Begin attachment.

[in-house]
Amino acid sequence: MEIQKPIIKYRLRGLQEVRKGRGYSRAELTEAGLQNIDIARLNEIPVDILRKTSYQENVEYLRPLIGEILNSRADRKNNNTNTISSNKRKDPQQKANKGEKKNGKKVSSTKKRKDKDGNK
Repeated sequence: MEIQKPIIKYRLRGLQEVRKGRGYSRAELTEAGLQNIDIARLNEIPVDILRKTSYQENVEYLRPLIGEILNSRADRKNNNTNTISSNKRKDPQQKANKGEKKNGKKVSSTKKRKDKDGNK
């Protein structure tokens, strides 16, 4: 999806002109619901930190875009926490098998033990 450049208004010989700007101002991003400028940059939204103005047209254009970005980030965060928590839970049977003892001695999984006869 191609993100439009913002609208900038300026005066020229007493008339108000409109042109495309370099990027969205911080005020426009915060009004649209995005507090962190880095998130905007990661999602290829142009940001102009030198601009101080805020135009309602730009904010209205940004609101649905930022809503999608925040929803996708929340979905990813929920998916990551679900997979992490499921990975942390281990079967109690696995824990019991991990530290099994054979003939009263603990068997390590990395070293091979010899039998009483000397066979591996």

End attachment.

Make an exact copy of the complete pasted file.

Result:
[in-house]
Amino acid sequence: MEIQKPIIKYRLRGLQEVRKGRGYSRAELTEAGLQNIDIARLNEIPVDILRKTSYQENVEYLRPLIGEILNSRADRKNNNTNTISSNKRKDPQQKANKGEKKNGKKVSSTKKRKDKDGNK
Repeated sequence: MEIQKPIIKYRLRGLQEVRKGRGYSRAELTEAGLQNIDIARLNEIPVDILRKTSYQENVEYLRPLIGEILNSRADRKNNNTNTISSNKRKDPQQKANKGEKKNGKKVSSTKKRKDKDGNK
């Protein structure tokens, strides 16, 4: 999806002109619901930190875009926490098998033990 450049208004010989700007101002991003400028940059939204103005047209254009970005980030965060928590839970049977003892001695999984006869 191609993100439009913002609208900038300026005066020229007493008339108000409109042109495309370099990027969205911080005020426009915060009004649209995005507090962190880095998130905007990661999602290829142009940001102009030198601009101080805020135009309602730009904010209205940004609101649905930022809503999608925040929803996708929340979905990813929920998916990551679900997979992490499921990975942390281990079967109690696995824990019991991990530290099994054979003939009263603990068997390590990395070293091979010899039998009483000397066979591996």